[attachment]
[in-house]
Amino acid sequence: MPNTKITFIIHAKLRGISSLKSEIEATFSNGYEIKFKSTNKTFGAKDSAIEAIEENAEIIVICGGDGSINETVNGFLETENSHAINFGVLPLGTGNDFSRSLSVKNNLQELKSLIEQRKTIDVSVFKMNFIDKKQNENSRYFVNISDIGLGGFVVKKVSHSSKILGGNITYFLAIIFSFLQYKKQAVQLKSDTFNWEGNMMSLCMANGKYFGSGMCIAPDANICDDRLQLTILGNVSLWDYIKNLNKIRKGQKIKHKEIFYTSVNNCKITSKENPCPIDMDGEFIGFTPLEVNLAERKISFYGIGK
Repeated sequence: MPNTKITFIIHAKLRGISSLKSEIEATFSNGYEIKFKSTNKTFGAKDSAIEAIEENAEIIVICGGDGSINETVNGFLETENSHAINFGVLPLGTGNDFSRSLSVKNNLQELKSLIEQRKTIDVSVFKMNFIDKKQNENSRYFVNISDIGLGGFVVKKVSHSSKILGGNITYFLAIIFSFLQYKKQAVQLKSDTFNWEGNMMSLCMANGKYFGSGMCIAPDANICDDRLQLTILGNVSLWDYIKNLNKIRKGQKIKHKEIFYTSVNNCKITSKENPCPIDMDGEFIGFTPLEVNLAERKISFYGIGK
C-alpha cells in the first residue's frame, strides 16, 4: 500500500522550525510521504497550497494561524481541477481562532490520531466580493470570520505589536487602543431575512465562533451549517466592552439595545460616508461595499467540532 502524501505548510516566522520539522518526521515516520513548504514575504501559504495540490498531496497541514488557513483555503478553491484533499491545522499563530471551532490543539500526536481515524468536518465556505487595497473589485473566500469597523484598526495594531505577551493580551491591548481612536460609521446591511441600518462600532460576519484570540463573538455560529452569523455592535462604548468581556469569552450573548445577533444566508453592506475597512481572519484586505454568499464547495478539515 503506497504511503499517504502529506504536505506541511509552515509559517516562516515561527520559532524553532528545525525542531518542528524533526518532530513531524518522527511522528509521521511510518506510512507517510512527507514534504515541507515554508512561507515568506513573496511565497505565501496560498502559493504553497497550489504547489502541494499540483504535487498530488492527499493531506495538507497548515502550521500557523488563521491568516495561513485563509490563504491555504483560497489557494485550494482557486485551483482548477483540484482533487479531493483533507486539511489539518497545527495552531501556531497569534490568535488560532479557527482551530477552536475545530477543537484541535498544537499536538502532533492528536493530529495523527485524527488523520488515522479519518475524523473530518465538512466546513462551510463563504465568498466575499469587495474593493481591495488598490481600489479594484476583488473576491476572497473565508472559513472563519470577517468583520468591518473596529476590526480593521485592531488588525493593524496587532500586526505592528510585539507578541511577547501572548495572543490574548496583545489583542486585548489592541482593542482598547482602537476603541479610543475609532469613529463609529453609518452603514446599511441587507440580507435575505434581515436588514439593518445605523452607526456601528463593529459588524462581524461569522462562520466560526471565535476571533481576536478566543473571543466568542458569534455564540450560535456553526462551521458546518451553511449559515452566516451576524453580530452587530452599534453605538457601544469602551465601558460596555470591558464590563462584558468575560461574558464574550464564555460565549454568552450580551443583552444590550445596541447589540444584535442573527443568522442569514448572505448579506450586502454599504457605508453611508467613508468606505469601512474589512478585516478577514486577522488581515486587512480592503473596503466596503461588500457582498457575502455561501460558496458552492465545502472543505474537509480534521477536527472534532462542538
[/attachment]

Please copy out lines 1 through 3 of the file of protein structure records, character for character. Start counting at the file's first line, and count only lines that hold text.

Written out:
[in-house]
Amino acid sequence: MPNTKITFIIHAKLRGISSLKSEIEATFSNGYEIKFKSTNKTFGAKDSAIEAIEENAEIIVICGGDGSINETVNGFLETENSHAINFGVLPLGTGNDFSRSLSVKNNLQELKSLIEQRKTIDVSVFKMNFIDKKQNENSRYFVNISDIGLGGFVVKKVSHSSKILGGNITYFLAIIFSFLQYKKQAVQLKSDTFNWEGNMMSLCMANGKYFGSGMCIAPDANICDDRLQLTILGNVSLWDYIKNLNKIRKGQKIKHKEIFYTSVNNCKITSKENPCPIDMDGEFIGFTPLEVNLAERKISFYGIGK
Repeated sequence: MPNTKITFIIHAKLRGISSLKSEIEATFSNGYEIKFKSTNKTFGAKDSAIEAIEENAEIIVICGGDGSINETVNGFLETENSHAINFGVLPLGTGNDFSRSLSVKNNLQELKSLIEQRKTIDVSVFKMNFIDKKQNENSRYFVNISDIGLGGFVVKKVSHSSKILGGNITYFLAIIFSFLQYKKQAVQLKSDTFNWEGNMMSLCMANGKYFGSGMCIAPDANICDDRLQLTILGNVSLWDYIKNLNKIRKGQKIKHKEIFYTSVNNCKITSKENPCPIDMDGEFIGFTPLEVNLAERKISFYGIGK